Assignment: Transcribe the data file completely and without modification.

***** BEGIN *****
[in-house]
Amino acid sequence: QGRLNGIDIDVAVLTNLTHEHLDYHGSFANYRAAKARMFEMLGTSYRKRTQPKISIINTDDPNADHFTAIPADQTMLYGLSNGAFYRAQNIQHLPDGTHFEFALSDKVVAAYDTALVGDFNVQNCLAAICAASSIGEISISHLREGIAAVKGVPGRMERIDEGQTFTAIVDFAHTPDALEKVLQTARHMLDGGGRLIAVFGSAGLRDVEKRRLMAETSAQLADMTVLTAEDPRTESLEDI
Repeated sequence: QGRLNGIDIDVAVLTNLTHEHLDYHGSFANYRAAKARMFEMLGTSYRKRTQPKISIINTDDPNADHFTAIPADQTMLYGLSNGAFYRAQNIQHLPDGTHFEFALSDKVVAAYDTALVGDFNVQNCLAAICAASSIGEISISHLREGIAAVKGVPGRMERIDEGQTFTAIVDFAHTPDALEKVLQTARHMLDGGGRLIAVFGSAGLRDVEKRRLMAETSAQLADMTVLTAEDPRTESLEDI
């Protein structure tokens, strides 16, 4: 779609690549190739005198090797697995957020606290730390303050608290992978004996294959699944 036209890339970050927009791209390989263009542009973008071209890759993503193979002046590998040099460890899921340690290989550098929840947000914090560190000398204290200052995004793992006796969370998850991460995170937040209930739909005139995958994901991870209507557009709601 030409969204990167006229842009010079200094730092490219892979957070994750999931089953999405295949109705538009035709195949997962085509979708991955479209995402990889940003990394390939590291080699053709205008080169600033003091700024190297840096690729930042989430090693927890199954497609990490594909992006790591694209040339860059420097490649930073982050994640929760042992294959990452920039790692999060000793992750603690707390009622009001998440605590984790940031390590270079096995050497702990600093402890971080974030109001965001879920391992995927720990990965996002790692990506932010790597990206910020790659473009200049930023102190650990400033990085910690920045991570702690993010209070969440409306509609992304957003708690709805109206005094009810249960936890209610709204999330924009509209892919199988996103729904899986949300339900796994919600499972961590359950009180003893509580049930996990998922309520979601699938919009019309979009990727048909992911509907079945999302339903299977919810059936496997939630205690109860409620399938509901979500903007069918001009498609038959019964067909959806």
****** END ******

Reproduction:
[in-house]
Amino acid sequence: QGRLNGIDIDVAVLTNLTHEHLDYHGSFANYRAAKARMFEMLGTSYRKRTQPKISIINTDDPNADHFTAIPADQTMLYGLSNGAFYRAQNIQHLPDGTHFEFALSDKVVAAYDTALVGDFNVQNCLAAICAASSIGEISISHLREGIAAVKGVPGRMERIDEGQTFTAIVDFAHTPDALEKVLQTARHMLDGGGRLIAVFGSAGLRDVEKRRLMAETSAQLADMTVLTAEDPRTESLEDI
Repeated sequence: QGRLNGIDIDVAVLTNLTHEHLDYHGSFANYRAAKARMFEMLGTSYRKRTQPKISIINTDDPNADHFTAIPADQTMLYGLSNGAFYRAQNIQHLPDGTHFEFALSDKVVAAYDTALVGDFNVQNCLAAICAASSIGEISISHLREGIAAVKGVPGRMERIDEGQTFTAIVDFAHTPDALEKVLQTARHMLDGGGRLIAVFGSAGLRDVEKRRLMAETSAQLADMTVLTAEDPRTESLEDI
């Protein structure tokens, strides 16, 4: 779609690549190739005198090797697995957020606290730390303050608290992978004996294959699944 036209890339970050927009791209390989263009542009973008071209890759993503193979002046590998040099460890899921340690290989550098929840947000914090560190000398204290200052995004793992006796969370998850991460995170937040209930739909005139995958994901991870209507557009709601 030409969204990167006229842009010079200094730092490219892979957070994750999931089953999405295949109705538009035709195949997962085509979708991955479209995402990889940003990394390939590291080699053709205008080169600033003091700024190297840096690729930042989430090693927890199954497609990490594909992006790591694209040339860059420097490649930073982050994640929760042992294959990452920039790692999060000793992750603690707390009622009001998440605590984790940031390590270079096995050497702990600093402890971080974030109001965001879920391992995927720990990965996002790692990506932010790597990206910020790659473009200049930023102190650990400033990085910690920045991570702690993010209070969440409306509609992304957003708690709805109206005094009810249960936890209610709204999330924009509209892919199988996103729904899986949300339900796994919600499972961590359950009180003893509580049930996990998922309520979601699938919009019309979009990727048909992911509907079945999302339903299977919810059936496997939630205690109860409620399938509901979500903007069918001009498609038959019964067909959806």